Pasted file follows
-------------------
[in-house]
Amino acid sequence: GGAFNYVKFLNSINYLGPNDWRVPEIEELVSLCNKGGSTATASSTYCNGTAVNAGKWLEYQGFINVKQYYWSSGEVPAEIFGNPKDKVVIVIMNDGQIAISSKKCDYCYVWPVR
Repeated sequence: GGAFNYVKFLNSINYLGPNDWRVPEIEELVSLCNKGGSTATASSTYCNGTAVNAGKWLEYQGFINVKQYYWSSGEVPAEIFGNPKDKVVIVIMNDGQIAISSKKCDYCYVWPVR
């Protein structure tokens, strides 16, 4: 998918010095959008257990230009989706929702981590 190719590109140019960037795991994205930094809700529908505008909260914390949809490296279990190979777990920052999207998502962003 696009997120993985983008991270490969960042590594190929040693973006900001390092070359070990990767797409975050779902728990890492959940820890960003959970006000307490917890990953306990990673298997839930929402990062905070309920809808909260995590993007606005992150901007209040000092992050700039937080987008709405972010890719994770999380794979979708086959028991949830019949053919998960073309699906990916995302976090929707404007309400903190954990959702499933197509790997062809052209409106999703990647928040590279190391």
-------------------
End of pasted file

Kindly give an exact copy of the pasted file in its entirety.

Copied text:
[in-house]
Amino acid sequence: GGAFNYVKFLNSINYLGPNDWRVPEIEELVSLCNKGGSTATASSTYCNGTAVNAGKWLEYQGFINVKQYYWSSGEVPAEIFGNPKDKVVIVIMNDGQIAISSKKCDYCYVWPVR
Repeated sequence: GGAFNYVKFLNSINYLGPNDWRVPEIEELVSLCNKGGSTATASSTYCNGTAVNAGKWLEYQGFINVKQYYWSSGEVPAEIFGNPKDKVVIVIMNDGQIAISSKKCDYCYVWPVR
């Protein structure tokens, strides 16, 4: 998918010095959008257990230009989706929702981590 190719590109140019960037795991994205930094809700529908505008909260914390949809490296279990190979777990920052999207998502962003 696009997120993985983008991270490969960042590594190929040693973006900001390092070359070990990767797409975050779902728990890492959940820890960003959970006000307490917890990953306990990673298997839930929402990062905070309920809808909260995590993007606005992150901007209040000092992050700039937080987008709405972010890719994770999380794979979708086959028991949830019949053919998960073309699906990916995302976090929707404007309400903190954990959702499933197509790997062809052209409106999703990647928040590279190391």